Does clinical evaluation and noninvasive cardiac testing improve outcomes in patients who present to the emergency department (ED) with acute chest pain compared with clinical evaluation alone?
In this secondary analysis of data from a randomized clinical trial, patients who underwent clinical evaluation without noninvasive testing had a shorter length of stay, less diagnostic testing, lower cumulative radiation exposure, and reduced cost; there was no difference in missed diagnosis of acute coronary syndromes, development of major adverse cardiac events, and return ED visits.
Noninvasive testing to rule out acute coronary syndromes in low- and intermediate-risk patients who present to the ED with chest pain seems to provide no clinical benefit over clinical evaluation alone.
The incremental benefit of noninvasive testing in addition to clinical evaluation (history, physical examination, an electrocardiogram [ECG], and biomarker assessment) vs clinical evaluation alone for patients who present to the emergency department (ED) with acute chest pain is unknown.
To examine differences in outcomes with clinical evaluation and noninvasive testing (coronary computed tomographic angiography [CCTA] or stress testing) vs clinical evaluation alone.
Design, Setting, and Participants
This study was a retrospective analysis of data from the randomized multicenter Rule Out Myocardial Ischemia/Infarction by Computer Assisted Tomography (ROMICAT-II) trial. Data for 1000 patients who presented with chest pain to the EDs at 9 hospitals in the United States were evaluated.
Clinical evaluation plus noninvasive testing (CCTA or stress test) vs clinical evaluation alone.
Main Outcomes and Measures
Primary outcome was length of stay (LOS). Secondary outcomes included hospital admission, direct ED discharge, downstream testing, rates of invasive coronary angiography, revascularization, major adverse cardiac events (MACE), repeated ED visit or hospitalization for recurrent chest pain at 28 days, and cost. Safety end points were missed acute coronary syndrome (ACS) and cumulative radiation exposure during the index visit and follow-up period.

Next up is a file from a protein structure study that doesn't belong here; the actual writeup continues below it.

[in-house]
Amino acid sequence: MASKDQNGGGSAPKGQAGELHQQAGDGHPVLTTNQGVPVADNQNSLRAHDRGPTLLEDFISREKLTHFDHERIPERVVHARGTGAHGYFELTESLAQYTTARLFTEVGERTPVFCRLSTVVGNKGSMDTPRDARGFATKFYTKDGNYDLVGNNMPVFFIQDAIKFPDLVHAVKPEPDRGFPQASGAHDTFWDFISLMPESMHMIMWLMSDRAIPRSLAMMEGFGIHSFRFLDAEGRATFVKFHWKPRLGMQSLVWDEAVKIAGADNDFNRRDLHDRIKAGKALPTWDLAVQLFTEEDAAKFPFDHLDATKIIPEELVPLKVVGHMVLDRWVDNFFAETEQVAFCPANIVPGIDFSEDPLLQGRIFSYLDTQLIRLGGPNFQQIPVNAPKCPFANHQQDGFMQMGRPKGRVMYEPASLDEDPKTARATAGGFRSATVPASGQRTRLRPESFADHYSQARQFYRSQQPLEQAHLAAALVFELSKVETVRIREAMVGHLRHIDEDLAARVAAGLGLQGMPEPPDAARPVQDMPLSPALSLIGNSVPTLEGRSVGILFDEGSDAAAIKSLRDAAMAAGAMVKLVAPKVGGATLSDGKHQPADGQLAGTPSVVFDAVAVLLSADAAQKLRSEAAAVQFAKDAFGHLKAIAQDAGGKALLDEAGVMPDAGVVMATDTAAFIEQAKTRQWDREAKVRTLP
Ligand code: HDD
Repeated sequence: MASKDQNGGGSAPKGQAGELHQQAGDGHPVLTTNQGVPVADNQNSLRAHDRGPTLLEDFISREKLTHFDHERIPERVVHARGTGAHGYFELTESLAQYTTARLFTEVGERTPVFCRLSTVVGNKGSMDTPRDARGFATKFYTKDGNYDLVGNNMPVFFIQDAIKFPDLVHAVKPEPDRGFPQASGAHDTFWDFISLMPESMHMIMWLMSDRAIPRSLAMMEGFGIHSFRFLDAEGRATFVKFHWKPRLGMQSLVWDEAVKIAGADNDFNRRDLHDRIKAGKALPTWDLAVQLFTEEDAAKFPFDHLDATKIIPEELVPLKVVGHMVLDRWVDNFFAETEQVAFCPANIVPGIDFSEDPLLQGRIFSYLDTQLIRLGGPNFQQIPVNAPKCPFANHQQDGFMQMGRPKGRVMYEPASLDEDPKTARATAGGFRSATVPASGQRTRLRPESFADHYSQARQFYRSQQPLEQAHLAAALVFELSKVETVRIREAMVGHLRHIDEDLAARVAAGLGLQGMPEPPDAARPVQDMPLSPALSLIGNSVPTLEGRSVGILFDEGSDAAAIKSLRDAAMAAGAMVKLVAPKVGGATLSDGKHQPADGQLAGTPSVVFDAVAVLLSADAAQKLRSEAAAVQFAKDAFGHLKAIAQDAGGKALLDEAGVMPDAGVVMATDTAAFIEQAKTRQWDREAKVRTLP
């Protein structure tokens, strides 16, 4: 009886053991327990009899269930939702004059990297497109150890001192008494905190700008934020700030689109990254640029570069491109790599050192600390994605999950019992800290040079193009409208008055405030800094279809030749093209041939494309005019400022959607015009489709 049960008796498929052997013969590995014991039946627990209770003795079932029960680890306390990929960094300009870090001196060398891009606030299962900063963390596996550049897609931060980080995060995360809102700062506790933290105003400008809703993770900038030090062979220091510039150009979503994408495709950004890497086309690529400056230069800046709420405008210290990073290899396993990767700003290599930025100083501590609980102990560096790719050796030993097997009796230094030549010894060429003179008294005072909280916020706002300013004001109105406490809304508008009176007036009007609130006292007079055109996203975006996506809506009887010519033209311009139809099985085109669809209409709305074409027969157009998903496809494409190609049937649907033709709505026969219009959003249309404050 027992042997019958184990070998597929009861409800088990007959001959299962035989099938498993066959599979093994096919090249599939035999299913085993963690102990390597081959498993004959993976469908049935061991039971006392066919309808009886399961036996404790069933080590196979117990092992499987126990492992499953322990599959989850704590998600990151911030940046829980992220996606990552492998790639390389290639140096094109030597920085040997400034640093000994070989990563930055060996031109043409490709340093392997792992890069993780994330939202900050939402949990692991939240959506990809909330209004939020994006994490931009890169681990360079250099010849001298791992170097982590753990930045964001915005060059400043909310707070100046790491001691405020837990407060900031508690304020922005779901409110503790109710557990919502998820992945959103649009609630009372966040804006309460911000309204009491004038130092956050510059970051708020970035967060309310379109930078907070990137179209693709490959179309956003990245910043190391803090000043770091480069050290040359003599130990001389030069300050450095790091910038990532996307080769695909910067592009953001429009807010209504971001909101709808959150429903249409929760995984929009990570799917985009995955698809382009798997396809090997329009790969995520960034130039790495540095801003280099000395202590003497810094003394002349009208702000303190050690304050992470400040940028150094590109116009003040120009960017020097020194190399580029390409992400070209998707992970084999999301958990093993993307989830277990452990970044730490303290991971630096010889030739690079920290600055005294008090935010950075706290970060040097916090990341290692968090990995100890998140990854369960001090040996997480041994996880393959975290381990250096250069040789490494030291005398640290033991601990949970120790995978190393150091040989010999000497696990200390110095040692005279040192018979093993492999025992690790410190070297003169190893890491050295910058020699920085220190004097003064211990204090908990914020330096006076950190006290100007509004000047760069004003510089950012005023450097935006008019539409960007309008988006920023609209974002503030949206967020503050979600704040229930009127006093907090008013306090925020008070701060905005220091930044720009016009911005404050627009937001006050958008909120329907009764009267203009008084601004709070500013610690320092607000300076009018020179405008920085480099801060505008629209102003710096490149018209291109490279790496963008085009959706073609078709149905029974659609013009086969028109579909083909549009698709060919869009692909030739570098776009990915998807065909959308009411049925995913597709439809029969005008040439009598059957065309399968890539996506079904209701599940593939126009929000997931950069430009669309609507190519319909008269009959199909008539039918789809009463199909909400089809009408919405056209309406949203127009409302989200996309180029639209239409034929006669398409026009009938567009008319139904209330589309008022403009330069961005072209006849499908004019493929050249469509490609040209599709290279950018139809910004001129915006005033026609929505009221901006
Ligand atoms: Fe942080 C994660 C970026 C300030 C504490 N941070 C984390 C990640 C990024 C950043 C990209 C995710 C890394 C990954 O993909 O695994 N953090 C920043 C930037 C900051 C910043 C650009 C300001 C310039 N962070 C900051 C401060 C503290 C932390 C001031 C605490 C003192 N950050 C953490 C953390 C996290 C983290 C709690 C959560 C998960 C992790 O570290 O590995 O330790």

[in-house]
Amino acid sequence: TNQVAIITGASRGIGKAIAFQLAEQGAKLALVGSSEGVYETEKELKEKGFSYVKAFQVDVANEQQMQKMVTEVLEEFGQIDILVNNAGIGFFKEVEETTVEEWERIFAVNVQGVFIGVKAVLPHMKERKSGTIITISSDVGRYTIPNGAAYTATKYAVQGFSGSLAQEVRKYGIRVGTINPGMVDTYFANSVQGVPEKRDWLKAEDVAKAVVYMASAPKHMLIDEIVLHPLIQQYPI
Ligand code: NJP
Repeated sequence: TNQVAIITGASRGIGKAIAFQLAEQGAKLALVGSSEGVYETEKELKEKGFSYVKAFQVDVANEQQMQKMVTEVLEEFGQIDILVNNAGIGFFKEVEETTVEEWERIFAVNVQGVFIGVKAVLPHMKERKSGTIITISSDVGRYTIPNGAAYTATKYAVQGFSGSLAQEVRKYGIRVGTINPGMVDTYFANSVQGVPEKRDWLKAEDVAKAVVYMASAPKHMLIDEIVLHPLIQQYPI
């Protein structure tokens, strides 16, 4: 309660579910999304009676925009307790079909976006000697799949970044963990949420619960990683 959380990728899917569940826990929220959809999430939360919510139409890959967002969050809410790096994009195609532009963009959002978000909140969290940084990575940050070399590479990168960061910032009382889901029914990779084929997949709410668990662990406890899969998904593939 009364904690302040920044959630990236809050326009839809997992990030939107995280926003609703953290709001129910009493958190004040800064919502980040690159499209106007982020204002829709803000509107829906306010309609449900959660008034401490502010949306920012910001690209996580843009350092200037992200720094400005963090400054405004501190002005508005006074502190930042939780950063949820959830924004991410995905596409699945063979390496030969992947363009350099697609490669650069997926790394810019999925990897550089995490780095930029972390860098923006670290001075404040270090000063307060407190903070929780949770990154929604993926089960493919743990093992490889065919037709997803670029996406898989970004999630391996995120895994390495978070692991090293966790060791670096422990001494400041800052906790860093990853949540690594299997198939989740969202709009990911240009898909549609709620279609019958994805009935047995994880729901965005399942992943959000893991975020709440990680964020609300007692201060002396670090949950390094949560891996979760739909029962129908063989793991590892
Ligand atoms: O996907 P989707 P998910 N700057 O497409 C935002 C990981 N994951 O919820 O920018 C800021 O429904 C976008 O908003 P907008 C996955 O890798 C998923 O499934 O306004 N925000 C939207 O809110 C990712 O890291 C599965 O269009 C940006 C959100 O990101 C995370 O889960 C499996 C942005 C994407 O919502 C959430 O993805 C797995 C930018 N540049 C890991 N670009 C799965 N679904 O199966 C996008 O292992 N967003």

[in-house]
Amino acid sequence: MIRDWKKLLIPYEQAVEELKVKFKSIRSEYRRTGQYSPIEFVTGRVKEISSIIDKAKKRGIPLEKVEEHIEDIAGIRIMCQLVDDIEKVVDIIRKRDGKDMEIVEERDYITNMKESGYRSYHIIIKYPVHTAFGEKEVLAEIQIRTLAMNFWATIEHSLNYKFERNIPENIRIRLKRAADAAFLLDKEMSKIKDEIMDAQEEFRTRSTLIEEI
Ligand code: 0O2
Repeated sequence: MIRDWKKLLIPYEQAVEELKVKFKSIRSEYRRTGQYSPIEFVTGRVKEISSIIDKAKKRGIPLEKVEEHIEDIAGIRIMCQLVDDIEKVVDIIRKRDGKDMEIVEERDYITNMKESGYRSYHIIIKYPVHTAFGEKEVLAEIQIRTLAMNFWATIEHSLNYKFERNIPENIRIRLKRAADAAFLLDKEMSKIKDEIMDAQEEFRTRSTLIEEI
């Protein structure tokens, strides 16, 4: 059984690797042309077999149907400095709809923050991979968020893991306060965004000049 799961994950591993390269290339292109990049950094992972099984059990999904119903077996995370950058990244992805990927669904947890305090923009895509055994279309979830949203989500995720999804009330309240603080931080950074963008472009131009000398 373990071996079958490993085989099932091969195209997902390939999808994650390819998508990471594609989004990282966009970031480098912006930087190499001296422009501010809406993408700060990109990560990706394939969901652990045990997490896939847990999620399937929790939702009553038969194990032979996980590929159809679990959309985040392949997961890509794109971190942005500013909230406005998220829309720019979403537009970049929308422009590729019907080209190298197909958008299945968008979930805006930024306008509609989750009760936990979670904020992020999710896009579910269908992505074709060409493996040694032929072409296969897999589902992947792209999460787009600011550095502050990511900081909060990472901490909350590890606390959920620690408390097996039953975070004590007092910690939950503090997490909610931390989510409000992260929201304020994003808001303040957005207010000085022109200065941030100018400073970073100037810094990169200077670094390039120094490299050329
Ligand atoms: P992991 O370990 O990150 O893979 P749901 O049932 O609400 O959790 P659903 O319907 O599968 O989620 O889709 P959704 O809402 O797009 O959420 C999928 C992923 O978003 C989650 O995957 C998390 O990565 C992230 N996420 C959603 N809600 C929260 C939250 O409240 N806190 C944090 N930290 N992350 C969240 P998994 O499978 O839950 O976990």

Of the 1000 patients randomized, 118 patients (12%) (mean [SD] age, 53.2 [7.8]; 49 [42%] were female) did not undergo noninvasive testing, whereas 882 (88%) (mean [SD] age, 54.4 [8.14] years; 419 [48%] were female) received CCTA or stress testing. There was no difference in baseline characteristics or clinical presentation between groups. Patients who underwent clinical evaluation alone experienced a shorter LOS (20.3 vs 27.9 hours; P < .001), lower rates of diagnostic testing (P < .001) and angiography (2% vs 11%; P < .001), lower median costs ($2261.50 vs $2584.30; P = .009), and less cumulative radiation exposure (0 vs 9.9 mSv; P < .001) during the 28-day study period. Lack of testing was associated with a lower rate of diagnosis of ACS (0% vs 9%; P < .001) and less coronary angiography and percutaneous coronary intervention (PCI) during the index visit (0% vs 10%; P < .001, and 0% vs 4%; P = .02, respectively). There was no difference in rates of PCI (2% vs 5%; P = .15), coronary artery bypass surgery (0% vs 1%; P = .61), return ED visits (5.8% vs 2.8%; P = .08), or MACE (2% vs 1%; P = .24) in the 28-day follow-up period.
Conclusions and Relevance
In patients presenting to the ED with acute chest pain, negative biomarkers, and a nonischemic ECG result, noninvasive testing with CCTA or stress testing leads to longer LOS, more downstream testing, more radiation exposure, and greater cost without an improvement in clinical outcomes.
clinicaltrials.gov Identifier: NCT01084239
Reinhardt SW, Lin C, Novak E, Brown DL. Noninvasive Cardiac Testing vs Clinical Evaluation Alone in Acute Chest PainA Secondary Analysis of the ROMICAT-II Randomized Clinical Trial. JAMA Intern Med. 2018;178(2):212–219. doi:10.1001/jamainternmed.2017.7360
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